Watching with interest
1989 was a big year for history fans. It was the year that brought, amongst other things, the end of the Cold War, the Game Boy and, of course, the largest single increase to interest rates ever seen - when they jumped 1.125% to reach a staggering 14.875%.
History often has a habit of repeating itself, or rather, providing a general sense of déjà vu. Now, as the West anxiously watches the Ukraine conflict and we sceptically await the Metaverse, the Bank of England has announced a 0.75% increase to interest rates – the biggest single rate hike since that fateful year.
By direct comparison, today’s 3% base rate feels rather tame compared to the almost 15% of thirty-three years ago. But once you factor in the significantly higher levels of consumer borrowing (through mortgages) that exist today, the effect will be similar in terms of the impact on households. Indeed, the Bank of England’s forecast was quick to stress that the country faces gloomy times ahead – while it will not be the UK’s deepest downturn, it will be the longest, predicted to last into the first half of 2024. Unemployment is projected to almost double, rising to 6.25% as GDP drops 2.9% over eight consecutive quarters.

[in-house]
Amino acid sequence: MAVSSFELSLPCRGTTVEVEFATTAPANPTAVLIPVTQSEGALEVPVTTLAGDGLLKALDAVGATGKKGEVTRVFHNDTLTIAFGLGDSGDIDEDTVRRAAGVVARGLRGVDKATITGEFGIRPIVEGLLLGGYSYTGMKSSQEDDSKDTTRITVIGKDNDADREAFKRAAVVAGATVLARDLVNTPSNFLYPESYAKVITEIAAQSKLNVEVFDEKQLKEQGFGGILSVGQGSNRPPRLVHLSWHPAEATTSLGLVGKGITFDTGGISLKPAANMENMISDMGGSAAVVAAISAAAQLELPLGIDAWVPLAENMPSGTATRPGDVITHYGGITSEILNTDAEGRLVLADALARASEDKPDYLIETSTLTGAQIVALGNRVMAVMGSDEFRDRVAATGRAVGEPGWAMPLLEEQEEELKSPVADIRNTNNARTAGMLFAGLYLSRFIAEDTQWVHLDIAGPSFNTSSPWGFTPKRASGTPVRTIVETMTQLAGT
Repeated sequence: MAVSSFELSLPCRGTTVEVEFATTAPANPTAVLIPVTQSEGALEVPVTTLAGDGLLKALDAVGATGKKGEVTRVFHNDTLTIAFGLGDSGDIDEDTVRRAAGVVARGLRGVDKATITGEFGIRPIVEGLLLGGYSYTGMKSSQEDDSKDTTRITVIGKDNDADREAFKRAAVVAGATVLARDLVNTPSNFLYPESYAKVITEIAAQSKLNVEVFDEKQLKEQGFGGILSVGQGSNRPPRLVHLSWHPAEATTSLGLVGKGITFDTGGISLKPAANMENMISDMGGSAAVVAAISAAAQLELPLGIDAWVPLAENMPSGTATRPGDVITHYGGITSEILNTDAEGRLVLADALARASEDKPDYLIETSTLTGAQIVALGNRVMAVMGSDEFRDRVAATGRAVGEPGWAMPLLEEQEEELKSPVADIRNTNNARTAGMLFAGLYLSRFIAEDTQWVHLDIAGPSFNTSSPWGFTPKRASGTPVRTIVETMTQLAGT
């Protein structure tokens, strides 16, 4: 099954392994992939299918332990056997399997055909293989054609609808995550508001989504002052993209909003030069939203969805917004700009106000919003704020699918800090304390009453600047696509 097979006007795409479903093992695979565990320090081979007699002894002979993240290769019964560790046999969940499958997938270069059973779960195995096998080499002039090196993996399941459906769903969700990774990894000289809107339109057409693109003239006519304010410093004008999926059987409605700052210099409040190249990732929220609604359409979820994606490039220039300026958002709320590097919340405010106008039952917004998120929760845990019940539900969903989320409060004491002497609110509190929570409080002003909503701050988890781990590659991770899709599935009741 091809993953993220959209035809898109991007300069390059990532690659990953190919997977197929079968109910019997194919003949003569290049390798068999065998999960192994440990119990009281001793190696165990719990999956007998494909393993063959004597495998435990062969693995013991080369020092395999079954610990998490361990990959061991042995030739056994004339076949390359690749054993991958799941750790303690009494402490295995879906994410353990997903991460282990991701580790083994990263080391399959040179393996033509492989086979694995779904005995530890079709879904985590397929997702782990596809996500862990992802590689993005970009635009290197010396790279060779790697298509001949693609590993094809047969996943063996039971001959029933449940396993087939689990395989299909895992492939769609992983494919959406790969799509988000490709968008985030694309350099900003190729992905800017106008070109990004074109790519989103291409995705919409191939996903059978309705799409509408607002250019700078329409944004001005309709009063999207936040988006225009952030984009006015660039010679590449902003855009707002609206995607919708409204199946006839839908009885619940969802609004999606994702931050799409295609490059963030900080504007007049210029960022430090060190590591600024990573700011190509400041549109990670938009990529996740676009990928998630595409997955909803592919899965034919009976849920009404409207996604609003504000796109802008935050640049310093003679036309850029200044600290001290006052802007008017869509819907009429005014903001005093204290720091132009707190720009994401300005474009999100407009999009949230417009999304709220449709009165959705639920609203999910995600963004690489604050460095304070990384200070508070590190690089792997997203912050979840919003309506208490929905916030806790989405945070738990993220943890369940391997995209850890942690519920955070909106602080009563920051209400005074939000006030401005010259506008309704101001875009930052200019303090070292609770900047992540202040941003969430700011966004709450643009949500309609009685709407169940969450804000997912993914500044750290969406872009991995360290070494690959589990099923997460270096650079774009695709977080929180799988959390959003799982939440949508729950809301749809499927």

The Bank’s Monetary Policy Committee is hoping that today’s jump in interest rates will help contain rampant inflation – with prices increasing by 10.1% in the year to September as the cost-of-living spirals to ever more dizzying heights. It argues that it is a necessary, if brutal, measure intended to force inflation down to its 2% target, before damage to the economy becomes even more severe.
However, the argument that ‘a stitch in time saves nine’ is currently a hard one to make, with millions across the country left under the burden of higher prices and lower living standards. In wait for us are 1) the almost inevitable fall in house prices and 2) the upcoming autumn statement, which is expected to bring harsh tax rises and public spending cuts to try and get the economy back under control.
Following the announcement, Jeremy Hunt has warned there are "no easy options" to stabilise the economy, stating "the most important thing the British government can do right now is to restore stability, sort out our public finances, and get debt falling so that interest rate rises are kept as low as possible."
Politics fans will no doubt note that the second half of 2024 – now estimated to be when the UK might lift itself out of recession – almost exactly coincides with the next general election (as currently scheduled). As Sunak prepares to set out his plan to set the country back on track, he’ll be hoping that history continues to repeat itself, and a Major ’92 style resurgence is on the cards.